“Fewer new cars being sold means fewer used cars on the market,” Brasher explained. “I buy a new car today, it becomes a used car tomorrow. There are 50 million cars on the road in the [United States]. Every year, 10 million get scrapped and taken off the road. In a normal year, you’ll sell 10 million—but then you drop to 6 million new cars sold. You’re still scrapping 10 million cars, but only selling 6 million new cars.
“And you have that happen three, four years in a row—and then add CARS on top of that—and you get the situation we’re in now,” he said, meaning lower inventory and higher prices.
Macaulay is a harsher critic of the CARS program, calling it a “do-nothing, feel-good, window-dressing” government program that failed on many levels.
“I’ve raised my prices twice in the last six months. My $5,000 car is now a $7,000 car. I just had to. And the $3,000, $4,000, $5,000 car I’d like to stock is no longer there—so the CARS program has affected me, too.”
SN&R asked officials at the Department of Transportation about the CARS program and its effect on the used-car industry and on credit-poor consumers. But the agency sent a boilerplate from Secretary Ray LaHood.
“Cash for Clunkers was wildly successful,” according to LaHood. “In a matter of weeks, Americans traded in nearly 700,000 gas-guzzlers for more fuel-efficient cars, improving the environment and providing a lifeline to the auto industry. Our program was a win for everyone, and most importantly it gave the economy a shot in the arm at a time when we desperately needed it.”
While it’s true that the program gave new car dealers some $2.8 billion in trade-in money, Macaulay said even that wasn’t the boon to the economy it was made out to be.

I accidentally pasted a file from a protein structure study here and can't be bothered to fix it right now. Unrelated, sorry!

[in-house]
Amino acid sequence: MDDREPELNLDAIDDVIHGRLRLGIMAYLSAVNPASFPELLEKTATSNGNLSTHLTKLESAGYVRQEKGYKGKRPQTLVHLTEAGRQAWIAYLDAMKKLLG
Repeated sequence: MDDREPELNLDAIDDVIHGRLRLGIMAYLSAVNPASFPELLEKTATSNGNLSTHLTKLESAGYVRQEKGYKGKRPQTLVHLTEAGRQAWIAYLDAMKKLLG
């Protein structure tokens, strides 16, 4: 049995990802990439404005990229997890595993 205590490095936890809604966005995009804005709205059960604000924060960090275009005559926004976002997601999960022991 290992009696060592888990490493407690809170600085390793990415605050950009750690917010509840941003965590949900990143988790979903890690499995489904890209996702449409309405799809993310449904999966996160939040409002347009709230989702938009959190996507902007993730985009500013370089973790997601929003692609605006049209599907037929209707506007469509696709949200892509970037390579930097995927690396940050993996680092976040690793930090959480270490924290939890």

“New car dealers were greedy,” he explained. “They were taking cars in trade-in that still had six, 10 years of life left in them. So instead of consumers waiting for, say, another three years to buy a new car, they bought early, before they needed to. The significance of that is that new car dealers got the money now—but they still have the same overhead, the same number of employees to maintain … so they really did themselves a disservice by cutting out future car buyers down the road by getting them now. Essentially, they prostituted their market by taking the quick buck.
“I’ve seen plenty of new car dealers who gave consumers the $4,500 for a car that was actually worth $7,500. So it hurt the consumer in two ways, giving them less than what it was actually worth, and [encouraging] them to buy a new car when they didn’t need one yet. And it hurt the new-car industry in the long term, because it took a potential buyer out of the market two, three years down the road.”
And the damage to consumers continued, Macaulay said, as many went into debt to buy new cars, even with the rebate, at a time when they really didn’t need a new car.
“Before the CARS program, there were cars for them. This program hurt the new car industry for the next three years, hurt the independents, hurt consumers.”